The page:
For a short period Neel wrote for Huey Lewis’ publishing company, Babaloo, along with Bonnie Riatt, Bruce Hornsby, and Delbert McClinton. In 1993, Neel released a solo effort titled Johnny Neel & The Last Word. This formidable collection highlighted Neel’s songwriting talent. Neel said of that release, “Every time I hear that record I think of Jack Pearson.” Pearson provided mighty fine guitar licks on The Last Word.

Some of Neel’s musical associations over the years include, Carl Perkins, Cyril Lance, David Allen Coe, Joe Diffy, Keith Whitley, Suze Boggins, Michael McDonald, Smoky Greenwell, Ann Peebles, John Mayall, Gov’t Mule, Deep Fried, W.I.N.D, Ricky Ray Rector, Doug Crider, and new country sensation Keith Urban.

Buy Johnny Neel's Late Night Breakfast at AMAZON.COM

In 2000 Neel’s label, Breakin’ Records, released Late Night Breakfast, a great blues infested album. This fine collection includes accomplished musicians such as Shane Theriot (The Neville Brothers), Wayne Jackson (The Memphis Horns), Rick Vito (Fleetwood Mac), and the Charlie Daniels Band drummer Pat McDonald. McDonald recently told this writer: “I do a fair amount of work over at Johnny’s studio (Straight Up Sound) and actually that’s how I got the CDB gig. Johnny’s an amazing player. I love that guy.”

Neel played on Gov’t Mule’s Life Before Insanity. During this period Neel performed with Blue Floyd, a fabulous band that included the late, great Allen Woody (Gov’t Mule), Matt Abts (Gov’t Mule), Marc Ford (Black Crowes), and Berry Oakley (OKB Band). Blue Floyd played blues variations on Pink Floyd’s music.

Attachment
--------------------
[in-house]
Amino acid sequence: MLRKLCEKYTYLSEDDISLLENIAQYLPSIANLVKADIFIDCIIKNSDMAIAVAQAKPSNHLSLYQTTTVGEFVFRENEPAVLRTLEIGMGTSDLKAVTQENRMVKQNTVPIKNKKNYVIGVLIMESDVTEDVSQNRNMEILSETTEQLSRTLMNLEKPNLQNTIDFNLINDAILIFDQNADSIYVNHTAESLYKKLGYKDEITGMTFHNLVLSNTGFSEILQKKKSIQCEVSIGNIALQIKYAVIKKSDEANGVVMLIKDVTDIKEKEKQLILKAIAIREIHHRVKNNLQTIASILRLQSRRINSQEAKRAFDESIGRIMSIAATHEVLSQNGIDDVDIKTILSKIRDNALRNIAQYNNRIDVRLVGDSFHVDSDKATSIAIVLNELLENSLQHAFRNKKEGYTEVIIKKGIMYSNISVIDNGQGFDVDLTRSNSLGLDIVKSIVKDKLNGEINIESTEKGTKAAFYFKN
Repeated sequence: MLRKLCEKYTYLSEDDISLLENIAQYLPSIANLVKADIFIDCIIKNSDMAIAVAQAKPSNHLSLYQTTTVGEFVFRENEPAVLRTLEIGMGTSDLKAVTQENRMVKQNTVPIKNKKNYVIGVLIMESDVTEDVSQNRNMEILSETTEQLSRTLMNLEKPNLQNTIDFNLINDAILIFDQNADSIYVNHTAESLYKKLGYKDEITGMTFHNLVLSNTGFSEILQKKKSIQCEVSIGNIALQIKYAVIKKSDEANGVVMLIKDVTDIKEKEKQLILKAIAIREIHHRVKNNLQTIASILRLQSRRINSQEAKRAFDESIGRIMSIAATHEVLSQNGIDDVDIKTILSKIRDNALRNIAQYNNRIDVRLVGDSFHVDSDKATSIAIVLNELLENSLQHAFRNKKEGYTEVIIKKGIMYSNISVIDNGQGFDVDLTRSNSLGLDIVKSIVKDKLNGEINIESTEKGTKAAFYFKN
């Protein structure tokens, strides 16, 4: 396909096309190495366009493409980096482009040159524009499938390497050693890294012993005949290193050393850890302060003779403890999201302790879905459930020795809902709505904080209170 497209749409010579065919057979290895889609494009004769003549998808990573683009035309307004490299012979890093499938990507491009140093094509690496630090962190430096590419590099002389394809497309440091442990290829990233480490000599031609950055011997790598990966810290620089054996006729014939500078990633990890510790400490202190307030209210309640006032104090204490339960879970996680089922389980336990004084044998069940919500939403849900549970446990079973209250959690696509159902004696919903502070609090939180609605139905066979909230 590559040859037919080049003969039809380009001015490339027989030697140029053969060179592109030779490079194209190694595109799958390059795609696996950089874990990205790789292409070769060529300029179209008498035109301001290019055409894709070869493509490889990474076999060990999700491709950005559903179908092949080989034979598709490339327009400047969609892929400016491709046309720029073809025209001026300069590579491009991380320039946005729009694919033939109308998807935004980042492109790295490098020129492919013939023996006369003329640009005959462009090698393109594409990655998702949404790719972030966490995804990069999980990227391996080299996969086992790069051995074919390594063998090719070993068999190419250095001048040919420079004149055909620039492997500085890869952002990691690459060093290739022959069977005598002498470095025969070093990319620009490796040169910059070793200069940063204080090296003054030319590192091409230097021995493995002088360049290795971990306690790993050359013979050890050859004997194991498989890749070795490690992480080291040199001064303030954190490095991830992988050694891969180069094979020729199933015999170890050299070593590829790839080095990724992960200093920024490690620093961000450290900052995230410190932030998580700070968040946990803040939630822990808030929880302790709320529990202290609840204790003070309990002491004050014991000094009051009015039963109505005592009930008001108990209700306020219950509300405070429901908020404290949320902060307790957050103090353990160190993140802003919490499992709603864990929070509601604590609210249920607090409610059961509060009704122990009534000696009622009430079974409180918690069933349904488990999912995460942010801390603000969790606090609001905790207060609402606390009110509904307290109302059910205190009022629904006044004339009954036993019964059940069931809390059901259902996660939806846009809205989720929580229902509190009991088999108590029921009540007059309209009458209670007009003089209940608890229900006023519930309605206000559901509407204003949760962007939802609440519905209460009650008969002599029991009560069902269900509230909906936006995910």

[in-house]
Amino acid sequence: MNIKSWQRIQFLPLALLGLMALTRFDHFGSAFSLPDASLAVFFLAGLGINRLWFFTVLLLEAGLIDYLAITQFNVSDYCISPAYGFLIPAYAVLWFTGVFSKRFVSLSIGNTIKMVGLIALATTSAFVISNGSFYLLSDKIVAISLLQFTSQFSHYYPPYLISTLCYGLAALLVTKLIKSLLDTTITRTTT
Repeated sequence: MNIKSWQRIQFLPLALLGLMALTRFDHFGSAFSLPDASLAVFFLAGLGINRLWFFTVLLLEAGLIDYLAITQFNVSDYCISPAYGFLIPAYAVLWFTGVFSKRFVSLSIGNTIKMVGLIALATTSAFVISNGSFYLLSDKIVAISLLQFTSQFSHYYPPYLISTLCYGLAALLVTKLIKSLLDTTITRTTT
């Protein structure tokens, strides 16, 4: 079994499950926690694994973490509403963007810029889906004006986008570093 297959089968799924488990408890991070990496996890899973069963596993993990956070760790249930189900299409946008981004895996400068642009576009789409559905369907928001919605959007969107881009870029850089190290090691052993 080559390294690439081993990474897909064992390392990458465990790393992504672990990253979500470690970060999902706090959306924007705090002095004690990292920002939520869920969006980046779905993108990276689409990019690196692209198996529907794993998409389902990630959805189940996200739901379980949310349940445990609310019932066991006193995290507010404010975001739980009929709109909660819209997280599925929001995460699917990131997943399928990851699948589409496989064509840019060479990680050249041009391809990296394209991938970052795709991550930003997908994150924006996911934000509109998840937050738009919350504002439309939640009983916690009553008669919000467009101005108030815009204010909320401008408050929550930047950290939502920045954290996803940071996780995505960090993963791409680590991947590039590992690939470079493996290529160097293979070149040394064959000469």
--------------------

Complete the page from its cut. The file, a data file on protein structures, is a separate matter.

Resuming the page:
Neel spoke of this great band that was the brainchild of Allen Woody. Neel explained he wasn’t the first choice in the band. “They were supposed to use Eddie Harsh from the Black Crowes, but something happened. I stayed out of the politics…and I’ve stayed out of the politics the older I’ve gotten. Woody called me up. That was fun, but I didn’t know a lot of Pink Floyd music, so it was hard for me to learn it. I was into illicit substances like they were, but I didn’t play that stuff——I was doin’ it, but I wasn’t playin’ it. The blues part made it fun for me otherwise, I wouldn’t have done it. It was fun. We did some good stuff. And Marc Ford, he’s an actual genius. He has the best guitar sound I’ve ever heard. He’s very kind and gracious. Me and him had some good times.”